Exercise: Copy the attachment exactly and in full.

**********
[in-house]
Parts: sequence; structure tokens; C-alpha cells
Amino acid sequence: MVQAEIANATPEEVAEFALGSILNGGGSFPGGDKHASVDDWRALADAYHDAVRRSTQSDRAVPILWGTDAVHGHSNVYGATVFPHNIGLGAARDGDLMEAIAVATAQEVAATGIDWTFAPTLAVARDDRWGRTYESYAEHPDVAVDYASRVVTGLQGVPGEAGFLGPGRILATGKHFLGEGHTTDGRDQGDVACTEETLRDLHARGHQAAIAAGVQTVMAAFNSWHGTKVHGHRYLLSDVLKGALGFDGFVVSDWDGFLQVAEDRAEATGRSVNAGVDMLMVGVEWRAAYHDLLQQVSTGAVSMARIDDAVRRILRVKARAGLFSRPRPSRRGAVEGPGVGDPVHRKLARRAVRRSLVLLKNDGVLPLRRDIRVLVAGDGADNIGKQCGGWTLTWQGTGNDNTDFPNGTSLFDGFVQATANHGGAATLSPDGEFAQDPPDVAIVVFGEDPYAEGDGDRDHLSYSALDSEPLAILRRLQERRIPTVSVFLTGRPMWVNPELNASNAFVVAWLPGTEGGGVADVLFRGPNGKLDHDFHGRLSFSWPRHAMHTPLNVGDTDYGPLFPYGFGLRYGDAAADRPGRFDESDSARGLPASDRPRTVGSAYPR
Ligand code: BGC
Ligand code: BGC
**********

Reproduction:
[in-house]
Parts: sequence; structure tokens; C-alpha cells
Amino acid sequence: MVQAEIANATPEEVAEFALGSILNGGGSFPGGDKHASVDDWRALADAYHDAVRRSTQSDRAVPILWGTDAVHGHSNVYGATVFPHNIGLGAARDGDLMEAIAVATAQEVAATGIDWTFAPTLAVARDDRWGRTYESYAEHPDVAVDYASRVVTGLQGVPGEAGFLGPGRILATGKHFLGEGHTTDGRDQGDVACTEETLRDLHARGHQAAIAAGVQTVMAAFNSWHGTKVHGHRYLLSDVLKGALGFDGFVVSDWDGFLQVAEDRAEATGRSVNAGVDMLMVGVEWRAAYHDLLQQVSTGAVSMARIDDAVRRILRVKARAGLFSRPRPSRRGAVEGPGVGDPVHRKLARRAVRRSLVLLKNDGVLPLRRDIRVLVAGDGADNIGKQCGGWTLTWQGTGNDNTDFPNGTSLFDGFVQATANHGGAATLSPDGEFAQDPPDVAIVVFGEDPYAEGDGDRDHLSYSALDSEPLAILRRLQERRIPTVSVFLTGRPMWVNPELNASNAFVVAWLPGTEGGGVADVLFRGPNGKLDHDFHGRLSFSWPRHAMHTPLNVGDTDYGPLFPYGFGLRYGDAAADRPGRFDESDSARGLPASDRPRTVGSAYPR
Ligand code: BGC
Ligand code: BGC